View Termination Man on Amazon.com
Chapter 2 (continued)
“For nine years I was a production line operator at this fuel pump company. Great Lakes Fuel Systems. It was originally a family-owned company. Great place to work. The president of the company, Joe Mentzel, was the grandson of the original founder. He was an old German named Klaus Mentzel. Good man.”
“Joe or Klaus?”
“Both of them. Of course I never knew the old man. Klaus Mentzel founded the company back in like 1952 or 1953. Been dead for years. His grandson, Joe, though, he was a prince to work for. Cared about his employees. Knew each one of us by name. He used to walk the factory floor, stopping here and there to ask questions. Yeah, he cared about the bottom line. He also cared about making sure that Great Lakes Fuel Systems was the sort of company where people would want to work.”
“I sense a ‘but’ coming here.”
“You got that right. One day Joe Mentzel has a stroke. He’s sixty-four years old and he has to retire, all of a sudden like. His only child is a married daughter who lives in another state. So he has to sell the company to this big conglomerate. At least that's what he ended up doing.”
I nodded. I couldn’t tell Kevin that I knew all about the “big conglomerate” that had purchased the family-run business where he had worked for most of a decade.
“And how are things going under the conglomerate?”
Kevin took a deep hit on the joint, then laughed as he exhaled, coughing halfway through.
“You alright, man?” I asked.
He waved me away. “I’m fine, I’m fine.” He righted himself and smoked some more Citral. “Things have totally changed under the conglomerate.”
“How have they changed?”
“Well, on the very first day that the new ownership became official, the new management called us into a meeting. They told us outright that the company that the Mentzels had run for sixty years was a thing of the past.”
“They said that?”
“In so many words. They said that now Great Lakes Fuel Systems was a part of a much larger company, one that was responsible to stockholders. So that meant that margins would have to improve.”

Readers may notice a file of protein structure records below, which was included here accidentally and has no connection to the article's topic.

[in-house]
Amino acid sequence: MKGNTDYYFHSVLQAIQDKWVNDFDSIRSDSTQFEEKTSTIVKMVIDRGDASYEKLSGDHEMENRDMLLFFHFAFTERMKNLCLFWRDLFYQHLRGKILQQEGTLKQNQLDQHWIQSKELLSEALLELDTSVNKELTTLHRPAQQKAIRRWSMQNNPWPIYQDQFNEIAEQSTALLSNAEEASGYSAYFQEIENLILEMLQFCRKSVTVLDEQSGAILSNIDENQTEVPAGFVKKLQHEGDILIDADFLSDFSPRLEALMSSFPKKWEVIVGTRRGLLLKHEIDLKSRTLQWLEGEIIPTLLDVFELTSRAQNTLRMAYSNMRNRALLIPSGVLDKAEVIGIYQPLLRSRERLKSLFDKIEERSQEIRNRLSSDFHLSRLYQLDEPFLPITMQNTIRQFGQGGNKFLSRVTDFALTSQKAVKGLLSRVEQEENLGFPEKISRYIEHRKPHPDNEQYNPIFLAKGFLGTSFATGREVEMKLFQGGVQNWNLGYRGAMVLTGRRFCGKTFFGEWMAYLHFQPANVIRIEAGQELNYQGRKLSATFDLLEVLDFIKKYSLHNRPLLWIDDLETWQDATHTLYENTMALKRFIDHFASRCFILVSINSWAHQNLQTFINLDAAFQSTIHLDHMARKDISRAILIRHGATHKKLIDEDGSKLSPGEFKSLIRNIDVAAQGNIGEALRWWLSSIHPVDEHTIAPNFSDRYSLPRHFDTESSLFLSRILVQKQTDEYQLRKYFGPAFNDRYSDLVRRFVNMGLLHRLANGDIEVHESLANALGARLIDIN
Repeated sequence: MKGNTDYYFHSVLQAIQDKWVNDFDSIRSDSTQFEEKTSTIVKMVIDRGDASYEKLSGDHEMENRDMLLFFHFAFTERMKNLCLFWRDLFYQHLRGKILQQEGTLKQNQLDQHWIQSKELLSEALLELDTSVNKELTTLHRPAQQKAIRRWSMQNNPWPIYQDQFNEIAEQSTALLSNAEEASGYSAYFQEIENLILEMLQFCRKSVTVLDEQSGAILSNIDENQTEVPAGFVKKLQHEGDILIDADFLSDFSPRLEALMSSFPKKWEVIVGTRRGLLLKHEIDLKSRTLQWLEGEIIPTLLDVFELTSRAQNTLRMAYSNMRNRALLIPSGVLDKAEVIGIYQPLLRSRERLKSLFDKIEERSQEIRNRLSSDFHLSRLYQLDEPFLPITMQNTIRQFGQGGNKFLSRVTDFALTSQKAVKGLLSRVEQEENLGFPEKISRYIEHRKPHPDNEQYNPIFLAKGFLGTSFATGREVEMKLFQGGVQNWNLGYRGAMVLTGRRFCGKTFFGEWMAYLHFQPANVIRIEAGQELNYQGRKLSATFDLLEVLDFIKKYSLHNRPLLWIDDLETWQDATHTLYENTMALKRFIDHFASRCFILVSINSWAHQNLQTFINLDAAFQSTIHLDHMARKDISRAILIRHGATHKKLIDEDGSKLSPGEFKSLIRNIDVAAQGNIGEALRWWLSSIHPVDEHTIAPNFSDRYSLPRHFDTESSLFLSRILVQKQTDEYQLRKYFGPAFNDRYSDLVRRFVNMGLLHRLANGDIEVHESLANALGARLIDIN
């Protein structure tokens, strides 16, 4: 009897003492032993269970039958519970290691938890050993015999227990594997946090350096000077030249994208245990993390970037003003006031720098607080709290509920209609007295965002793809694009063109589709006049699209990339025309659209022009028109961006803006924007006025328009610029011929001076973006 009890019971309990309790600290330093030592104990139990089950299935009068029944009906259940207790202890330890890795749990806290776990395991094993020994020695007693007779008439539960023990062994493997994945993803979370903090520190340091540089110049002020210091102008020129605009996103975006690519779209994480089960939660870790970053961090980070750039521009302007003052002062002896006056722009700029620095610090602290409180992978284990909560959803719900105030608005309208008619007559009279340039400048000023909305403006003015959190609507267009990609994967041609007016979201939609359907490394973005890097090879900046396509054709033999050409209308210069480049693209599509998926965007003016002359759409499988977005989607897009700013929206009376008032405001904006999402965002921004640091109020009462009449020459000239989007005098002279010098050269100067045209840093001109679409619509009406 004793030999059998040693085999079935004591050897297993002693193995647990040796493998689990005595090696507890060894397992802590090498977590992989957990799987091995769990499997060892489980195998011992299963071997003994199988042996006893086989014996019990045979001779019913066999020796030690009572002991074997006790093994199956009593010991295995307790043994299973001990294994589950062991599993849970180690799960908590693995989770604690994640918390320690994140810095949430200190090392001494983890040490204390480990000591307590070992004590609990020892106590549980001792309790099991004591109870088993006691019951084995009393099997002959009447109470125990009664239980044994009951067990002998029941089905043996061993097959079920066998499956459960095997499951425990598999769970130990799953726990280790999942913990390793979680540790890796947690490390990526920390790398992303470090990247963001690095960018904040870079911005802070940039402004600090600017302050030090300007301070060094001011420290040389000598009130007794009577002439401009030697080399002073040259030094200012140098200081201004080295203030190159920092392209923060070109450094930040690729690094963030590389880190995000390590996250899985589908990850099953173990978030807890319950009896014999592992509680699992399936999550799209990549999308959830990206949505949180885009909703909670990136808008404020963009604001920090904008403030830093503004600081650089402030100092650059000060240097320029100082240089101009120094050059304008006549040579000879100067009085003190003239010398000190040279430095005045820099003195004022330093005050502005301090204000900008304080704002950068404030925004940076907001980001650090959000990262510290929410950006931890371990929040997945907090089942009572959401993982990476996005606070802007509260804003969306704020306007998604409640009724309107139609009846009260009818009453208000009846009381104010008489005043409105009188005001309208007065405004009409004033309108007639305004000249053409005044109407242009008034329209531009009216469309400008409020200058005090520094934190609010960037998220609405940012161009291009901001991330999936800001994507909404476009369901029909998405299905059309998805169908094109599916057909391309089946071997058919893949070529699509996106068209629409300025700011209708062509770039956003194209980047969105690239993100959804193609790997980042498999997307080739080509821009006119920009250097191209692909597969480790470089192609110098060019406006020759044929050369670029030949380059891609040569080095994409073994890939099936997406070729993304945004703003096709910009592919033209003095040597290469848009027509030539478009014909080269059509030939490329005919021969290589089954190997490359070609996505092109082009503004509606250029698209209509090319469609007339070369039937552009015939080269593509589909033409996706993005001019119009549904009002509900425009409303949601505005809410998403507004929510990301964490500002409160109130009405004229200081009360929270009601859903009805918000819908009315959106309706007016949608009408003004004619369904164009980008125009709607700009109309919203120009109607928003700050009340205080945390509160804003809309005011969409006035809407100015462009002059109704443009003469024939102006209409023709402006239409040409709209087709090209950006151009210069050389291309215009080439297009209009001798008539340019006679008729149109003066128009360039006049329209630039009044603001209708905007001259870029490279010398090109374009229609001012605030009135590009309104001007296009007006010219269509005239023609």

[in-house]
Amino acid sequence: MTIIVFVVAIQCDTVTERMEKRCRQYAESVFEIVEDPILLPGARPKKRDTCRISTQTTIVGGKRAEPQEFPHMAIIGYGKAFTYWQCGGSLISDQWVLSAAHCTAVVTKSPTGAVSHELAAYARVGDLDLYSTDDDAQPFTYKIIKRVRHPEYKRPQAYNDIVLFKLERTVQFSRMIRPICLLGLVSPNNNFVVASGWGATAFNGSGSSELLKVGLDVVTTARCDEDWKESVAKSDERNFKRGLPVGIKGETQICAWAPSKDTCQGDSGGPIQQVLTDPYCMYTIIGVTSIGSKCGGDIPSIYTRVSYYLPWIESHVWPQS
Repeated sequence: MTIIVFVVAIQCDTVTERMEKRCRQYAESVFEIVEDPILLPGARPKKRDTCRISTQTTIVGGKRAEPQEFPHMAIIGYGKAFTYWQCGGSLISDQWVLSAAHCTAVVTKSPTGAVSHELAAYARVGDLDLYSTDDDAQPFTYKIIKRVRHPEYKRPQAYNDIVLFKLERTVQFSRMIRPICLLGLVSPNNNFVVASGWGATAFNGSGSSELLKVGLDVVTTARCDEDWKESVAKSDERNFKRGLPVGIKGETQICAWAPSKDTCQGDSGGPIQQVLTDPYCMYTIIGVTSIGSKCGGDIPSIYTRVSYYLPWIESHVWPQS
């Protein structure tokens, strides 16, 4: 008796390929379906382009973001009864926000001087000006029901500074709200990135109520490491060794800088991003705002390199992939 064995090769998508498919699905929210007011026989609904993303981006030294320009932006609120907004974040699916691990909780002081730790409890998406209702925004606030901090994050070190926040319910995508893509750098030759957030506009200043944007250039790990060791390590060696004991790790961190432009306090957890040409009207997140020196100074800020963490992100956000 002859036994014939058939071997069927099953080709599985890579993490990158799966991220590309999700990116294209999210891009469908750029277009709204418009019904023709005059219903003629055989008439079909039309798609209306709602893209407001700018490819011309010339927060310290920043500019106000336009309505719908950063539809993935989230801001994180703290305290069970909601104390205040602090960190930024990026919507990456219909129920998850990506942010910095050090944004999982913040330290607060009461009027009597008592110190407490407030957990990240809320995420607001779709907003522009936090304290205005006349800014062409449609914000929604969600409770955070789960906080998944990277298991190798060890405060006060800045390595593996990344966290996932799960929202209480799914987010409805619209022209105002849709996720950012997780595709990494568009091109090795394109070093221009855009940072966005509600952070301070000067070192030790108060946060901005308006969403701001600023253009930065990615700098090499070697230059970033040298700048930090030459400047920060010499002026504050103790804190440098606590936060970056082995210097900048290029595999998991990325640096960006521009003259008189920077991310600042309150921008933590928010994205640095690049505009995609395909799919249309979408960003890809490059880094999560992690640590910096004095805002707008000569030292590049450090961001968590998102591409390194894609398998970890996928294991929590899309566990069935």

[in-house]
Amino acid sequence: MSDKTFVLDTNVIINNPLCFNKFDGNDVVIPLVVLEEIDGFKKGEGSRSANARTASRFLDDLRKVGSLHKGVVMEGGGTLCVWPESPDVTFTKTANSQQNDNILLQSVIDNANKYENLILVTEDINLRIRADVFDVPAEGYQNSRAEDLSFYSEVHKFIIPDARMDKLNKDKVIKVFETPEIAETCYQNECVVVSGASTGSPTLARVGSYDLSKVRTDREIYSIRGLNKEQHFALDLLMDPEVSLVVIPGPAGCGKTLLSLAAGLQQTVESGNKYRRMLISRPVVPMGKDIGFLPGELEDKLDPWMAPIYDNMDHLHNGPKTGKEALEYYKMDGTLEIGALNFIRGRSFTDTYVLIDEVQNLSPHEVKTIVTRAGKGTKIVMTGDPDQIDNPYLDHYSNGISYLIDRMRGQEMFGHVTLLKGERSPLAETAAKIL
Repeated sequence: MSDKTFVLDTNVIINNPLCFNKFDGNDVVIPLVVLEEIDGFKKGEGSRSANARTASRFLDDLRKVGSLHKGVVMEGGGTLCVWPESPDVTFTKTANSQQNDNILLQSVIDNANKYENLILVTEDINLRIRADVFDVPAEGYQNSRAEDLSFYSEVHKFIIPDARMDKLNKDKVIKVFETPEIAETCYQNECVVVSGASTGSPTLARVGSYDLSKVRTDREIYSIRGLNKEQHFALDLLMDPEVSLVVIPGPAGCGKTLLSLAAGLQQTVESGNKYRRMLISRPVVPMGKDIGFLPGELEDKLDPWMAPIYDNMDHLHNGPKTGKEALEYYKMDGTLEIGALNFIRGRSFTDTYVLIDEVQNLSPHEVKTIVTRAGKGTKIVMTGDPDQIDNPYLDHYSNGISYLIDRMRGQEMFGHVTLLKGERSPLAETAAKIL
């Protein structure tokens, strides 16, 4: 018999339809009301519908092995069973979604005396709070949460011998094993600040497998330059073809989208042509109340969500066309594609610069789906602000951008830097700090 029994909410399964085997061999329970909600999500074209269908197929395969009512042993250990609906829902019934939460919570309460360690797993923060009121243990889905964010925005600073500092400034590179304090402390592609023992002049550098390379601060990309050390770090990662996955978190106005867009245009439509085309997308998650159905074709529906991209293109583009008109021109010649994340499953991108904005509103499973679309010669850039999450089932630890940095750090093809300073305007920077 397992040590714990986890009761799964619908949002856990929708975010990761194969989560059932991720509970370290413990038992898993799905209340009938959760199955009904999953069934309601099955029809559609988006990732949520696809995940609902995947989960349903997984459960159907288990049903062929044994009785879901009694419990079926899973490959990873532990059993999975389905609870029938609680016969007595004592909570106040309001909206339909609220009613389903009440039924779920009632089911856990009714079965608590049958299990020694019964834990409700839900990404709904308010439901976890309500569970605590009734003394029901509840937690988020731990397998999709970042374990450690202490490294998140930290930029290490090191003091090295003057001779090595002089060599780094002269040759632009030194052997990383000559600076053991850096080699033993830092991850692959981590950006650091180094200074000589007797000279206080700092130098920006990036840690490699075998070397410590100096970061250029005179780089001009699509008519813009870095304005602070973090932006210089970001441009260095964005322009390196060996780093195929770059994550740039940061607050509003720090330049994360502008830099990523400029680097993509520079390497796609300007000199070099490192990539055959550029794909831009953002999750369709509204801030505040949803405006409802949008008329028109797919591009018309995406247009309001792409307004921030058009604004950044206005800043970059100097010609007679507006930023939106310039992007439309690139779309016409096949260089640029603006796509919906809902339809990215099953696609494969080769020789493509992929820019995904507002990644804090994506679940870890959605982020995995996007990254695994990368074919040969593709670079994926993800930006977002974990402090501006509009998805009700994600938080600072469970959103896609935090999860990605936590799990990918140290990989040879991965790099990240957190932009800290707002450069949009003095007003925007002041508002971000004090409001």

“Wasn’t the company profitable under the Mentzels?”
I knew the answer to this question, needless to say. GLFS had been a moderately profitable operation when it was a family-run concern. The company couldn’t have stayed in business since the Eisenhower years if it had been losing money, after all.
But there is a difference between profitability at the family-run company level, and profitability at the publicly traded, Fortune 500 level. Under independent management, the company is the company. Under Fortune 500 management, the company is the balance sheet. Fortune 500 managers earn their six- and seven-figure salaries based on their abilities to maximize share prices and shareholder earnings. They have to measure profitability against every other company in their industries—including companies that pay workers a dollar an hour in Mexico or China. “Good enough” becomes no longer good enough. That is just the nature of global big business in the twenty-first century. Don’t like it? Then don’t work for a big company—or for a smaller company that has been acquired by one.
* * *
Serial to be continued. Visit the Serials page for links to more of Termination Man, or purchase the entire book from Amazon.com.